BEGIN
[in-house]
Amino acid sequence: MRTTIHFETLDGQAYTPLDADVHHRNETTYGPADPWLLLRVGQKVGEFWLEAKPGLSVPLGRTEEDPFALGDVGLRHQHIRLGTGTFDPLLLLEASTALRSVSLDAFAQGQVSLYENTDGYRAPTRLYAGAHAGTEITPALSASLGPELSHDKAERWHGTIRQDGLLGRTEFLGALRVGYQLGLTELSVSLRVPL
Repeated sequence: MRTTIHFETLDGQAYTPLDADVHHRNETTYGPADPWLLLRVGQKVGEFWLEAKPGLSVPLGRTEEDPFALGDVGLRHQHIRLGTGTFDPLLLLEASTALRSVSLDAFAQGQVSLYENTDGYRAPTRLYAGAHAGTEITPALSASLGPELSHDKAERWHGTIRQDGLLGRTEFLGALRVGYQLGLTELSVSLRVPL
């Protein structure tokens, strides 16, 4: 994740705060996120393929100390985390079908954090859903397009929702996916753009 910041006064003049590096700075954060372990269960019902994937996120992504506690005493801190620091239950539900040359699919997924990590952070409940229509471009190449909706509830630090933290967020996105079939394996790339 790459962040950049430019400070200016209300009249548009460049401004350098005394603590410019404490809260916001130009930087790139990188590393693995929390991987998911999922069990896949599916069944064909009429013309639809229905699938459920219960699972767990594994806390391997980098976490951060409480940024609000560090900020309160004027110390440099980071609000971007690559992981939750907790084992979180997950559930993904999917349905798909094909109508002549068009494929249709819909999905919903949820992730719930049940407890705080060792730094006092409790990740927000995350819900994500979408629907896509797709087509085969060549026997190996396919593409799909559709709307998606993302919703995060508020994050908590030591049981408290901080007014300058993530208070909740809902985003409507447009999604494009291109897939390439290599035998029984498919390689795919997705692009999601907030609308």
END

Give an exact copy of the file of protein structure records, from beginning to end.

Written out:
[in-house]
Amino acid sequence: MRTTIHFETLDGQAYTPLDADVHHRNETTYGPADPWLLLRVGQKVGEFWLEAKPGLSVPLGRTEEDPFALGDVGLRHQHIRLGTGTFDPLLLLEASTALRSVSLDAFAQGQVSLYENTDGYRAPTRLYAGAHAGTEITPALSASLGPELSHDKAERWHGTIRQDGLLGRTEFLGALRVGYQLGLTELSVSLRVPL
Repeated sequence: MRTTIHFETLDGQAYTPLDADVHHRNETTYGPADPWLLLRVGQKVGEFWLEAKPGLSVPLGRTEEDPFALGDVGLRHQHIRLGTGTFDPLLLLEASTALRSVSLDAFAQGQVSLYENTDGYRAPTRLYAGAHAGTEITPALSASLGPELSHDKAERWHGTIRQDGLLGRTEFLGALRVGYQLGLTELSVSLRVPL
């Protein structure tokens, strides 16, 4: 994740705060996120393929100390985390079908954090859903397009929702996916753009 910041006064003049590096700075954060372990269960019902994937996120992504506690005493801190620091239950539900040359699919997924990590952070409940229509471009190449909706509830630090933290967020996105079939394996790339 790459962040950049430019400070200016209300009249548009460049401004350098005394603590410019404490809260916001130009930087790139990188590393693995929390991987998911999922069990896949599916069944064909009429013309639809229905699938459920219960699972767990594994806390391997980098976490951060409480940024609000560090900020309160004027110390440099980071609000971007690559992981939750907790084992979180997950559930993904999917349905798909094909109508002549068009494929249709819909999905919903949820992730719930049940407890705080060792730094006092409790990740927000995350819900994500979408629907896509797709087509085969060549026997190996396919593409799909559709709307998606993302919703995060508020994050908590030591049981408290901080007014300058993530208070909740809902985003409507447009999604494009291109897939390439290599035998029984498919390689795919997705692009999601907030609308």